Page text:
This chapter explains how a Cold War developed as relations between the United States and the Soviet Union deteriorated and the threat of communism seemed to penetrate every aspect of American life.
Section 1 discusses how the alliances between the United States, the Soviet Union, and Britain unraveled in the years after World War II. The Soviet Union and the United States emerged from World War II with very different goals. Soviet leaders wanted to secure their borders and spread communism, while the United States wanted to promote free trade and democracy. At the Yalta Conference, the Big Three agreed that Europeans should choose their own governments and that Germany should be divided into four zones. However, Soviet-American relations deteriorated when Stalin demanded heavy German reparations for war damages. At the Potsdam Conference, it became apparent that the United States and the Soviet Union had very different visions of post-war Germany. The Soviets refused to make further commitments to upholding the Declaration of Liberated Europe, and Stalin never fulfilled his promise to allow free elections in Soviet-occupied countries. As the countries of Eastern Europe fell under the influence of communism, an iron curtain separated Eastern Europe from the West.
Section 2 describes how the United States struggled to oppose Communist aggression in Europe and Asia at the start of the Cold War. Fearing Soviet expansion, President Truman initiated a policy to contain communism. The Truman Doctine pledged the United States to fight against communism, while the Marshall Plan used economic aid to help Western Europe's recovery. Truman's policies would be tested in Iran, Greece, and Turkey. A Soviet blockade of West Berlin convinced Americans that the Soviets were bent on conquest. The United States, Canada, and 10 European nations formed a mutual defense allianceóNATO. The Soviets countered with their own military alliance in Eastern Europeóthe Warsaw Pact. Fears about the spread of communism heightened as China fell to Mao Zedong's Communist forces and a Soviet-Chinese alliance emerged. When Communist North Koreans invaded pro-Western South Korea, Truman decided to contain communism with a show of might.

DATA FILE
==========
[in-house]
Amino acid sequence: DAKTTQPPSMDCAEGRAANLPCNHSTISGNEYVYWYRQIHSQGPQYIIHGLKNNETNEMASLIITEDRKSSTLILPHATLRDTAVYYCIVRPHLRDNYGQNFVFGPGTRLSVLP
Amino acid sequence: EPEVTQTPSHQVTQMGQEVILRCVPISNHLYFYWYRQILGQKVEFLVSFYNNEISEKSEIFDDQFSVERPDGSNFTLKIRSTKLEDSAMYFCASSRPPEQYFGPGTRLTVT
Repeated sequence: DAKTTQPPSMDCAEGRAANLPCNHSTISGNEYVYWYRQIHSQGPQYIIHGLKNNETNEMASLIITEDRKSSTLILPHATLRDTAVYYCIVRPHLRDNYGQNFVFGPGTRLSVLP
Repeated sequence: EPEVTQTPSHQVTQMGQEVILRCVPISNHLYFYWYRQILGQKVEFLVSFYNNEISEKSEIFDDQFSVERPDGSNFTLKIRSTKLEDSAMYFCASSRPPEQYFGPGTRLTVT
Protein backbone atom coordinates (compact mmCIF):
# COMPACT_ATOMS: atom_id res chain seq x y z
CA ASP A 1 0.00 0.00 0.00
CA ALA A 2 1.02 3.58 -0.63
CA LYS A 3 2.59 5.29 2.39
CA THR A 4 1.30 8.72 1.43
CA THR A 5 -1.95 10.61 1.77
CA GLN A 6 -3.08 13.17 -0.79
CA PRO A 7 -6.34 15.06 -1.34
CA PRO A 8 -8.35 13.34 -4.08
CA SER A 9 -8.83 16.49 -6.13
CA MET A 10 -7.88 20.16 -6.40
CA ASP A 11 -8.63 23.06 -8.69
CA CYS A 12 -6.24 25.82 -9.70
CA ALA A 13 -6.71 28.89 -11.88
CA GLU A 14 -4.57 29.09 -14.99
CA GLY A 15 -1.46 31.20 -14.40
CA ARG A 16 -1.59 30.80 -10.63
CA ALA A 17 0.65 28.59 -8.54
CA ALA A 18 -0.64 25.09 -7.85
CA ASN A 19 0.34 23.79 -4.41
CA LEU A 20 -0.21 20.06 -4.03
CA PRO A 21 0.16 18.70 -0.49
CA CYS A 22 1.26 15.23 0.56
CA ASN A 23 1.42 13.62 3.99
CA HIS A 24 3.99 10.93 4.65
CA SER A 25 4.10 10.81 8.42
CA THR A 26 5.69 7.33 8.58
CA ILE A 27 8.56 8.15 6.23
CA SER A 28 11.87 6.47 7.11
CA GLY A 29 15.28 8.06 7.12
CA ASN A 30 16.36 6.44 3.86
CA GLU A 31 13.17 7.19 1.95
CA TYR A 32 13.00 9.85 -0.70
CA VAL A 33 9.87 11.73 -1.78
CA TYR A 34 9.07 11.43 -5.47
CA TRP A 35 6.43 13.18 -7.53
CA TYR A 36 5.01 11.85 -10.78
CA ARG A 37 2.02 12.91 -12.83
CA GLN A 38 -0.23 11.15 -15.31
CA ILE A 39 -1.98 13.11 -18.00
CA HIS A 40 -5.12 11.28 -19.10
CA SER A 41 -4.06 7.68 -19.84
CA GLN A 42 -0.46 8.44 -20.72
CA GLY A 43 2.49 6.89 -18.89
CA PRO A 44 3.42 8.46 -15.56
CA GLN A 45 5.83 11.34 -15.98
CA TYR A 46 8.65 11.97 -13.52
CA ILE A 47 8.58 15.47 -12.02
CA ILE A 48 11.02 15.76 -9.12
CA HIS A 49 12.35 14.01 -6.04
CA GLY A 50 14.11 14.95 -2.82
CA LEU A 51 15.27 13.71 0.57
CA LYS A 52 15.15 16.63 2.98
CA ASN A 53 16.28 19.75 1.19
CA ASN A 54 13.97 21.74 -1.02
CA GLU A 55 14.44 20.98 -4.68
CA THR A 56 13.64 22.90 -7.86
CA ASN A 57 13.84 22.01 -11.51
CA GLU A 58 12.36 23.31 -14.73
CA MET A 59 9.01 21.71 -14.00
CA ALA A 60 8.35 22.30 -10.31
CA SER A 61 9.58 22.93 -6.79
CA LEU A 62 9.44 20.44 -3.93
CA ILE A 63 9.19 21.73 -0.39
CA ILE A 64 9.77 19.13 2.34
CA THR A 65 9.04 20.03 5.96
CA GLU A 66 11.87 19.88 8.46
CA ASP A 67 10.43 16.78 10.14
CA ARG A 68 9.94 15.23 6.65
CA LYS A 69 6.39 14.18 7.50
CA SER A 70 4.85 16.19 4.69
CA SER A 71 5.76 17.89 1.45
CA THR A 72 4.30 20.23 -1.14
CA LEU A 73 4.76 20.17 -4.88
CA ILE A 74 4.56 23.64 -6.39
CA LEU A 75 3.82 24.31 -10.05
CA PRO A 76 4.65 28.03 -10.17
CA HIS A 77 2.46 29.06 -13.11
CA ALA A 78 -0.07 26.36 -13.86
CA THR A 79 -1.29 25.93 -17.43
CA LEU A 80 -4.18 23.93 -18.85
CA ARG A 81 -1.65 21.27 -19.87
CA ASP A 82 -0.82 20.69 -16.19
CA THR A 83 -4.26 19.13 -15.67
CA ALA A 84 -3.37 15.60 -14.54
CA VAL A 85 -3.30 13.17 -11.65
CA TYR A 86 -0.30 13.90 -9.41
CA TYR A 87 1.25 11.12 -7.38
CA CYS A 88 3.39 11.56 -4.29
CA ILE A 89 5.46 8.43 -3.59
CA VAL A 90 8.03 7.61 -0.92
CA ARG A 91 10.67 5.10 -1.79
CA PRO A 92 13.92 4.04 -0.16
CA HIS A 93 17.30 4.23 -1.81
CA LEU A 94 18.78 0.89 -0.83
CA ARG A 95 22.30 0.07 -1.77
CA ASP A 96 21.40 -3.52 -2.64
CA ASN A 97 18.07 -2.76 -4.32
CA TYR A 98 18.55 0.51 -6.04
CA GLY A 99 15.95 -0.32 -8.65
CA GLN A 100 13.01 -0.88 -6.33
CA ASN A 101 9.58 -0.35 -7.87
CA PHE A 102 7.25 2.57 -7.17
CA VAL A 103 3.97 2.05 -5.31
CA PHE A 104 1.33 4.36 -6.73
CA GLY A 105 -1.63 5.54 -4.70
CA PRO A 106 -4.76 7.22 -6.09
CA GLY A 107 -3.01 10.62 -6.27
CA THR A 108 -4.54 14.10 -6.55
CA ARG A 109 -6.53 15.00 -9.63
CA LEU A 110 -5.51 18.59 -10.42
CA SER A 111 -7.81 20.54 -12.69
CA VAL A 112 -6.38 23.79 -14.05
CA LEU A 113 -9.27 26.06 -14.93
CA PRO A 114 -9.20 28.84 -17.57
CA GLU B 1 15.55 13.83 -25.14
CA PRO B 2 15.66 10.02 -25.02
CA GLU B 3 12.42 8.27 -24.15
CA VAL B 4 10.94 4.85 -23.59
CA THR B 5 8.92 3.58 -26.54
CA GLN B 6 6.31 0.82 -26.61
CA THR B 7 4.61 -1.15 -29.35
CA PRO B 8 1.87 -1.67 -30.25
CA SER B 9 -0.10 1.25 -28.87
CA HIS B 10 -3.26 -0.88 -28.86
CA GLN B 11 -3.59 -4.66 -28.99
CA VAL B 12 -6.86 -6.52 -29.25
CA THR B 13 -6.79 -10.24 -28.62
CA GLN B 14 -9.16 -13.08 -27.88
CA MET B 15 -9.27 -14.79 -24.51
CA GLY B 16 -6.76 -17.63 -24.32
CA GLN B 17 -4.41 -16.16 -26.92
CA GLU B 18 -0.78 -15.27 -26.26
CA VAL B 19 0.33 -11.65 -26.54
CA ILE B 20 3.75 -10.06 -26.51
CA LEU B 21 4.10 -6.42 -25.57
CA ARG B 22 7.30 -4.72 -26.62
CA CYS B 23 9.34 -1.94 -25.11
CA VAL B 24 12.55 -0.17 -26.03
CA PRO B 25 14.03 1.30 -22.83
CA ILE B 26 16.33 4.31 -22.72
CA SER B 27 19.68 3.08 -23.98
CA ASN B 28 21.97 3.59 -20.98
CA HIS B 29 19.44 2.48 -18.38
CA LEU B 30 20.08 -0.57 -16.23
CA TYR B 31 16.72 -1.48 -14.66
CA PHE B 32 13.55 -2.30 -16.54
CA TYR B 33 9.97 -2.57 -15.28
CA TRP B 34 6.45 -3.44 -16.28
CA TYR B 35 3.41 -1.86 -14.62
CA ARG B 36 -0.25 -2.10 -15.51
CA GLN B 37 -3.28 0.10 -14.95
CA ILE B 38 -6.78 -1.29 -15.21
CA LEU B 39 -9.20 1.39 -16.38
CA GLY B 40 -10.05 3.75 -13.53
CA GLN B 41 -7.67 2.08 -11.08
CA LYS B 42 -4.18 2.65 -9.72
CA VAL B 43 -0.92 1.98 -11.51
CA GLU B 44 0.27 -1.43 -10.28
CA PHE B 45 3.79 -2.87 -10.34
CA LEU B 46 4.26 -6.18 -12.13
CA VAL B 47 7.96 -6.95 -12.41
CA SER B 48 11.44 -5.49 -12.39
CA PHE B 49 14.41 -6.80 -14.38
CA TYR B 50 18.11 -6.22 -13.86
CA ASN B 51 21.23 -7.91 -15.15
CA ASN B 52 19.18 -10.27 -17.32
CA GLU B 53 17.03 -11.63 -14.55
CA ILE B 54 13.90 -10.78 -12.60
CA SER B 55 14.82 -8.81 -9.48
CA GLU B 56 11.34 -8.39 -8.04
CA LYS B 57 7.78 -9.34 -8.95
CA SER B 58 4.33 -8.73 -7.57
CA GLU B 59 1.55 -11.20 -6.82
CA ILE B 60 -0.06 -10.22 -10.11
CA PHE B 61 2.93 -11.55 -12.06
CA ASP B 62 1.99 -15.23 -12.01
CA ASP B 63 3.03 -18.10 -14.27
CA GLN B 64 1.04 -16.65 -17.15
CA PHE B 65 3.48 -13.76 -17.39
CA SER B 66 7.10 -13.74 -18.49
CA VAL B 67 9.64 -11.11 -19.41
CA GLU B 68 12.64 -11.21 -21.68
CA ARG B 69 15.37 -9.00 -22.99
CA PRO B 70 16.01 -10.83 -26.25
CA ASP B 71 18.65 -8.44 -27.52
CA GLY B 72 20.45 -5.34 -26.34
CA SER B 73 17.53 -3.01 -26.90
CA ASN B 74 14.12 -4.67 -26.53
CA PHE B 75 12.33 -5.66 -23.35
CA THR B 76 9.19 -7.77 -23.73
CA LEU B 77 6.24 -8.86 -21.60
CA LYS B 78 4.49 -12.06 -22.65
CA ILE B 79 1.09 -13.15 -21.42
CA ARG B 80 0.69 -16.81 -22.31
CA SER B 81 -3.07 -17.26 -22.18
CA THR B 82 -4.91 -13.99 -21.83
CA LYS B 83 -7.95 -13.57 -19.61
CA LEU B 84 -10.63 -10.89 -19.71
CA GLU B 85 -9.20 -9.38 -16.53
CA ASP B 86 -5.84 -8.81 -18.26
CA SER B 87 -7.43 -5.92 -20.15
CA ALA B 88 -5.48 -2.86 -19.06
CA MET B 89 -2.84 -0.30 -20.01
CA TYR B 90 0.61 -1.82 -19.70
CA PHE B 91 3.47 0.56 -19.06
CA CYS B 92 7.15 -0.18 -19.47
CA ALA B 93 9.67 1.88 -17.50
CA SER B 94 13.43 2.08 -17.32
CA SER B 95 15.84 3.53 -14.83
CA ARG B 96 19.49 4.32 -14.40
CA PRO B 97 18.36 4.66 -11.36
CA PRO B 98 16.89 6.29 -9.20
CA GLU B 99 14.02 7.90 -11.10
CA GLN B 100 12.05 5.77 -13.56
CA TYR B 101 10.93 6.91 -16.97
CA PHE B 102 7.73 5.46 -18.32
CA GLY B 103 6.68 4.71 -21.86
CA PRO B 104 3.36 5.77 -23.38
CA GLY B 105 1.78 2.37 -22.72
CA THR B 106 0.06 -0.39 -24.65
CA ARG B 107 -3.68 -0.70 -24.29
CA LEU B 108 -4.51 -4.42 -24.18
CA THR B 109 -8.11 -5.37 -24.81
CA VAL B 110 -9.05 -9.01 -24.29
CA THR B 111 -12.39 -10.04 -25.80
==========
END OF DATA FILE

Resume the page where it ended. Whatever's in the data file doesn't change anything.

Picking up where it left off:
Section 3 details the growing fear of communism that took hold during the Cold War. When China fell to communism and reports of Cold War espionage flooded the media, Americans began to fear that Communists were plotting to overthrow the United States government. President Truman's plan to screen all federal employees for loyalty fanned the flames of fear, while federal hearings attempted to expose Communists. The Red Scare spread as spy trials grabbed national attention, Congress passed anti-Communist legislation, and the search for spies widened. Wisconsin Senator Joseph McCarthy promoted national hysteria by turning his very public anti-Communist campaign into a witch hunt. News of the Soviet H-bomb heightened Americans' fears of nuclear attack and prompted many to designate bomb shelters, practice bomb drills, and prepare fallout shelters. It seemed Americans couldn't escape their fears as movies, television, and novels dramatized the fears of nuclear war and Communist infiltration.
Section 4 follows President Eisenhower's efforts to reduce world tensions while containing communism. In the 1952 presidential election, Americans elected military hero Dwight D. Eisenhower to lead the nation in its Cold War struggle against communism. In order to fulfill his goals of promoting free enterprise and protecting the United States from subversion, Eisenhower gave the American defense policy a "New Look." His strategy of massive retaliation threatened the use of nuclear weapons if a Communist nation tried to seize a territory by force. Eisenhower used brinkmanship in negotiations over Korea, Taiwan, and the Suez Canal. When brinkmanship would not work, he sometimes used covert operations to prevent Communist uprisings in developing countries. A new Soviet leader accused the United States and other capitalist countries of starting an "arms race." Indeed, after the Soviets launched the first artificial satellite to orbit the earth, Congress raced to create a federal program to research rocket science and space exploration.